AWS SQS (Simple Queue Service)

Learn via video courses

Overview

With AWS providing numerous cloud services that help us to handle the huge amount of data we are generating these days, the SQS, Simple Queue Service, serves as a good message queue with a temporary repository for messages that get exchanged or transferred between two components of a distributed system. Here the messages stay in the queue until asked to be processed without getting lost. The SQS is used to transfer, store and fetch multiple messages which are of various sizes asynchronously.

What is AWS SQS?

Before knowing what is AWS SQS? Let us understand what is a queue. A queue can be defined as a place where the messages are stored until they are extracted from the queue or eventually get expired. This way some information can be stored so that later on it can be consumed as per requirements. We implement the decoupling in the queue by managing the messages into the queue between the producer and consumer of that message which only gets to the consumer once a call to SQS is made. So, now we can say that Amazon Simple Queue Service(SQS) is a fully managed queue service offered by the AWS cloud.

The AWS SQS can be described as a distributed message queuing system, widely known for its message queuing functionality, that could also be scaled up and down as per requirements to automate the process of establishing and maintaining the messaging queues in addition to allowing decoupling between the components of servers so that they act independently.

The concept of decoupling can be incorporated between two microservices by introducing an SQS queue in-between them to allow them to communicate by enabling microservice 1 to send the messages to the SQS queue while microservice 2 can pull those messages from the queue depending upon the capacity and discretion. As this communication between the microservice is asynchronous hence we can enable it as decupled. By making it decoupled we make it fault-tolerant as well as when the consumer will be overloaded it can wait between receiving another message

Below shows a simple diagram of AWS SQS:

sqs

Features of SQS

Below are the various features that make AWS SQS a highly demanded aws service for message management solutions among developers:

  • The Scalability: With the data growing at such a fast rate products we use must have the factor of scalability to scale it up and down as per traffic. The AWS SQS has high scalability by independently processing all the buffered message requests at once. Also, when the traffic or load spikes it is capable of scaling transparently without any prior instructions.
  • The Elasticity: As seen above, as the scalability in the AWS SQS increase and decrease depending upon the number of task in the queue this enables the AWS SQS to stay elastic when the spike increase or decrease.
  • The Reliability: As AWS SQS stores the message without losing any, it allows multiple producers to transfer messages simultaneously to multiple consumers. it does so by using the message-locking mechanism that it uses during its processing phase.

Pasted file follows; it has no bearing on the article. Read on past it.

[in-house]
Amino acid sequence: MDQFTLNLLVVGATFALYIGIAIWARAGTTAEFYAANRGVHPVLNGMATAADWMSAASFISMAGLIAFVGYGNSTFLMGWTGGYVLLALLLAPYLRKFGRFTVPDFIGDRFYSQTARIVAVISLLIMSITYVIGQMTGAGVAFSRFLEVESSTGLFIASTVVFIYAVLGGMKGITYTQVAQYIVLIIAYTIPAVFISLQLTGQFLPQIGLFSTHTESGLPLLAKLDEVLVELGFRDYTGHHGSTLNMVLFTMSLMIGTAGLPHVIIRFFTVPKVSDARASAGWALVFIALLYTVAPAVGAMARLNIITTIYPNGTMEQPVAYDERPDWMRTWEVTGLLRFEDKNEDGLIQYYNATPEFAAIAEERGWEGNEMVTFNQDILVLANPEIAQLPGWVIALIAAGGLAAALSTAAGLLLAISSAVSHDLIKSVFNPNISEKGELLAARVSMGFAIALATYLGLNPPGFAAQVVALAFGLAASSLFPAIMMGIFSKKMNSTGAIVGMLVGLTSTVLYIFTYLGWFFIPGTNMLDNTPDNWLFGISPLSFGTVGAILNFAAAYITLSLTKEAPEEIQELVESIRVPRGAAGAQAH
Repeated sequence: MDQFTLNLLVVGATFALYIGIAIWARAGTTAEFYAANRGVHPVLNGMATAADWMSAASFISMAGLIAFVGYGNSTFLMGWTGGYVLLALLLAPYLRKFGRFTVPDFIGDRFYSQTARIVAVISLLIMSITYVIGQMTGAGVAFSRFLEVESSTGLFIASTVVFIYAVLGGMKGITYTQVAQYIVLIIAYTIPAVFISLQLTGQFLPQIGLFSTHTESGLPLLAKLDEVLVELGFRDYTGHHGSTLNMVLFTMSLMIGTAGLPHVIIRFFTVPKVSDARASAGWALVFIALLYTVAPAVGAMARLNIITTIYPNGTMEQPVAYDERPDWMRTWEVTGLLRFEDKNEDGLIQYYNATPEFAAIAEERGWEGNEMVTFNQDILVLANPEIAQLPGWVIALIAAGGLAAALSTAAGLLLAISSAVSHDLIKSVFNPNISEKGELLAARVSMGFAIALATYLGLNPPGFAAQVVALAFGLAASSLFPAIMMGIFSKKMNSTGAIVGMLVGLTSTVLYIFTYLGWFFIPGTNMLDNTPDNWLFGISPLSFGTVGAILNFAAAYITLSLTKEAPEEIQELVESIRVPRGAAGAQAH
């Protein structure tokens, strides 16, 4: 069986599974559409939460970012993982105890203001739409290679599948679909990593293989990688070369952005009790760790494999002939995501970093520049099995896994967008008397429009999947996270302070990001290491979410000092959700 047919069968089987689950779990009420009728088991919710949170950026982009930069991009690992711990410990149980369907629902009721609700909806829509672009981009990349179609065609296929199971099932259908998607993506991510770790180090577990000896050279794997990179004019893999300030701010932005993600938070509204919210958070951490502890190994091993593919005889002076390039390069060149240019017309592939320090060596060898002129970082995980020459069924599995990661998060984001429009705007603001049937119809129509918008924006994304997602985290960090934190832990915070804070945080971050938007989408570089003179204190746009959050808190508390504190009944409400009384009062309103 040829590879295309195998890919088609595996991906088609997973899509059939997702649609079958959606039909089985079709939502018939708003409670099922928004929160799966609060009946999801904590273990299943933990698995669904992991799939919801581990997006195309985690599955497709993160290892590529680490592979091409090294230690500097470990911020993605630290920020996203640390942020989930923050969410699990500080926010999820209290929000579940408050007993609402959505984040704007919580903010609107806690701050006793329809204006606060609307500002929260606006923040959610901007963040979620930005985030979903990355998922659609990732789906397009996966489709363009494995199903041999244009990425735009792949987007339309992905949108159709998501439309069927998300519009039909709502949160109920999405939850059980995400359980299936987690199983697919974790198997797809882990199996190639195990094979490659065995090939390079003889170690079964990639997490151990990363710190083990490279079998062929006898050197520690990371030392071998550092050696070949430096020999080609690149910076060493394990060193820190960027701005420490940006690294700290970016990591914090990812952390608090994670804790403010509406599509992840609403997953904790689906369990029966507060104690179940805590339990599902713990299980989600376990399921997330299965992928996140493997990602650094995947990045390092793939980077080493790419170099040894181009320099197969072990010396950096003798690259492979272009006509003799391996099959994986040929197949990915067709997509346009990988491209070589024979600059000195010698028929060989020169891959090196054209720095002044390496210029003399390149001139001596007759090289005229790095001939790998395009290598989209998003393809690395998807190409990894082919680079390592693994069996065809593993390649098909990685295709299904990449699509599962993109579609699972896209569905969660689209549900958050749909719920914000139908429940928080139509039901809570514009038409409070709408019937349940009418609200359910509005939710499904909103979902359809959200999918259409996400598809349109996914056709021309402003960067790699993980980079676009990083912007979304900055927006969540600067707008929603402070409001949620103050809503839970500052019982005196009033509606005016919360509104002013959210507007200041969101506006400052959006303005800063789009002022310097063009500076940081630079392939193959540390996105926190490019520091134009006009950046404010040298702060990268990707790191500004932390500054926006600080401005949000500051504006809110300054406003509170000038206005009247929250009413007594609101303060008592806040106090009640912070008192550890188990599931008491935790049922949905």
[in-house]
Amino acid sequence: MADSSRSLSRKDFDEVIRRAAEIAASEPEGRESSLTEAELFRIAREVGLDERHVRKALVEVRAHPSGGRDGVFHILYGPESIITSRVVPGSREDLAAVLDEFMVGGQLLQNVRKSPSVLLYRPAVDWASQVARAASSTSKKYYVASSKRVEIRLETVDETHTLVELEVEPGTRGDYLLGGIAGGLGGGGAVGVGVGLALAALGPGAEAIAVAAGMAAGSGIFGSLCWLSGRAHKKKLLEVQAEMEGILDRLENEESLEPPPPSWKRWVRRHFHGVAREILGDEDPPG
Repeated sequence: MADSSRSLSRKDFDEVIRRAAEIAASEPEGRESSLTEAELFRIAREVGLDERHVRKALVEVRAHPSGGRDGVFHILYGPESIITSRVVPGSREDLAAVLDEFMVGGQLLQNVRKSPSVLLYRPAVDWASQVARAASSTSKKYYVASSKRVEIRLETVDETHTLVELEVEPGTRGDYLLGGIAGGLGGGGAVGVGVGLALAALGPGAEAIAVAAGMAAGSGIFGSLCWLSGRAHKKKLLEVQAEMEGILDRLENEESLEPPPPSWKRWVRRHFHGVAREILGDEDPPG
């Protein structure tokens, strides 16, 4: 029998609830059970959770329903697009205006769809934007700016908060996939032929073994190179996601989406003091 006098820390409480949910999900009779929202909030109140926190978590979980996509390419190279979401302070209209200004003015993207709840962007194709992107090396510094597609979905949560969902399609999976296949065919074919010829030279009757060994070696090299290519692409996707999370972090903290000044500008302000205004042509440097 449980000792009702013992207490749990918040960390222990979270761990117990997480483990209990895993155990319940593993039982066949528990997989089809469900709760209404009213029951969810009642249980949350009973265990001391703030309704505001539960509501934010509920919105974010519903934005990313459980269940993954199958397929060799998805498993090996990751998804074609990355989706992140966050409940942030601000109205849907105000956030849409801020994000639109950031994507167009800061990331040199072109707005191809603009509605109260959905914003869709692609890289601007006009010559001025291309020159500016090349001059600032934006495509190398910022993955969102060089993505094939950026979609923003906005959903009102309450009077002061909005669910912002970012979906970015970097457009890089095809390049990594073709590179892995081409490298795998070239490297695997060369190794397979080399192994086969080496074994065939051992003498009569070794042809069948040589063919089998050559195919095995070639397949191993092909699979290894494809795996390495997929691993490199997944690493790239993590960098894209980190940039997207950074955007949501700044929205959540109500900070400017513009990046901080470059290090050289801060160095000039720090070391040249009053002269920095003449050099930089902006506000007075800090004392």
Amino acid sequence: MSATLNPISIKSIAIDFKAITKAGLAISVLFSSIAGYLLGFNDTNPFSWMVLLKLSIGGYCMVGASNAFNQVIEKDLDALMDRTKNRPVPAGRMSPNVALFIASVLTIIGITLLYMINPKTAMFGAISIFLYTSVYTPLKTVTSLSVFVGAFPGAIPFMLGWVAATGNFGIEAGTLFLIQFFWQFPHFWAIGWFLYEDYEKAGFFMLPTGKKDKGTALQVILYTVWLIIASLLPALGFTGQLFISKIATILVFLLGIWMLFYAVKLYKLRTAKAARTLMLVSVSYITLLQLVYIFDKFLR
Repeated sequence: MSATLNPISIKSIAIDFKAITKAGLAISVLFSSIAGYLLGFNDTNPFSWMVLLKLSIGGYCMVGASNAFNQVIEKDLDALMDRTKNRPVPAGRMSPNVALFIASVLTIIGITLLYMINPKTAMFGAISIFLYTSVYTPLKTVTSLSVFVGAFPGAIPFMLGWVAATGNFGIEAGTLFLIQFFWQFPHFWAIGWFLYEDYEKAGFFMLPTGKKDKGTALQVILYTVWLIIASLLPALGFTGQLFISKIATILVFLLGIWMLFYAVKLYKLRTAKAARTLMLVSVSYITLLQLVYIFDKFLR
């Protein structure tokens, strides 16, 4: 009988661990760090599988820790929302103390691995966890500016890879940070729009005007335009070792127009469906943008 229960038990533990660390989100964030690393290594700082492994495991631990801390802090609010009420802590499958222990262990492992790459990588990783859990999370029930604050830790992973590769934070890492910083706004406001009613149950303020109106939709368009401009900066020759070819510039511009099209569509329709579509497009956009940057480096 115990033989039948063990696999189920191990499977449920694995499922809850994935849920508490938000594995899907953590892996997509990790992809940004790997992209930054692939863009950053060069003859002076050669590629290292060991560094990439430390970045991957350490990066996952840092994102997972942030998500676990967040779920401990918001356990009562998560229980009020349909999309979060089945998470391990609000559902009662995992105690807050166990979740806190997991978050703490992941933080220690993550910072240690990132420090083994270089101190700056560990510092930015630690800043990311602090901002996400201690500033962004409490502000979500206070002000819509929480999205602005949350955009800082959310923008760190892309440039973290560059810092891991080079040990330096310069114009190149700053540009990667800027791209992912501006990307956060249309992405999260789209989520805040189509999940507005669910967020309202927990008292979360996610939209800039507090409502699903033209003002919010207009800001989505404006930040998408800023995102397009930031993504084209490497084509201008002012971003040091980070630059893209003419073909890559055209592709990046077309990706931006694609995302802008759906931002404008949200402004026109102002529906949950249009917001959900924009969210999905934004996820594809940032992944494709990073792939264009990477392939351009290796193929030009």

• The Availability: The amazon sqs prioritizes that its users must never face issues concerning availability and makes sure that the users' experience is good by increasing the availability of messages on both sides the producers and consumers. It does so, by leveraging infrastructure to generate high-speed concurrent messaging.
  • The Durability: The two types of AWS SQS are, Standard Queues & FIFO Queues work on an at-least-once & exactly-once message delivery system as it relies on various servers to capture the messages safely.

Below is a simple diagram displaying the features of the AWS SQS service:

sqs

SQS Visibility Timeout

sqs

As seen from the above diagram, once the AWS SQS receives the message "msg" in its queue from the producer, it sits in the queue waiting for it to be processed. Once a component "abc" sends a “Recieve message request” for that message "msg", then that message starts to process for that component "abc" and this starts the visibility timeout (say 60 seconds) for that message. This message "msg" remains in the queue but gets marked as invisible that is, even if another component "def" sends a “Recieve message request” for that message "msg" , AWS SQS will not allow the message delivery to component "def" until the visibility timeout expires. But once the visibility timeout for the message "msg" runs out, the message again appears back in the queue for other components to be picked and processed. Sometimes we experience scenarios where the job has taken a long time to complete and by that time the visibility timeout got expired for a message, then, in that case, the message again gets appeared in the queue for other components to process it. Also, if the component "abc" completes its processing of the message "msg" in the visibility timeout period, then the message "msg" gets deleted from the queue.

sqs